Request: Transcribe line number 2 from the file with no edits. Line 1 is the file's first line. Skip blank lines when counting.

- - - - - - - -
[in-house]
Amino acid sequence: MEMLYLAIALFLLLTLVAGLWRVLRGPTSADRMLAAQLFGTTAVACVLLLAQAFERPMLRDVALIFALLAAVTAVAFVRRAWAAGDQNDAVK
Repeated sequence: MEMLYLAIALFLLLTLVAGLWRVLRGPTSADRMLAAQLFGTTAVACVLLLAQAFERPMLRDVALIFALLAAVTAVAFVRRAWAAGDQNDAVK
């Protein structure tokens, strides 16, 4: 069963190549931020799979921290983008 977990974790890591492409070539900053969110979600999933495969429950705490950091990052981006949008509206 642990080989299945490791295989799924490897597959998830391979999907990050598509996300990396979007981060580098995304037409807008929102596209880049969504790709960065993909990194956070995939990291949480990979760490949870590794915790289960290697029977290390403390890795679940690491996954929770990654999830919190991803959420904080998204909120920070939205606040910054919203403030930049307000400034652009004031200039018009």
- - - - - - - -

Amino acid sequence: MEMLYLAIALFLLLTLVAGLWRVLRGPTSADRMLAAQLFGTTAVACVLLLAQAFERPMLRDVALIFALLAAVTAVAFVRRAWAAGDQNDAVK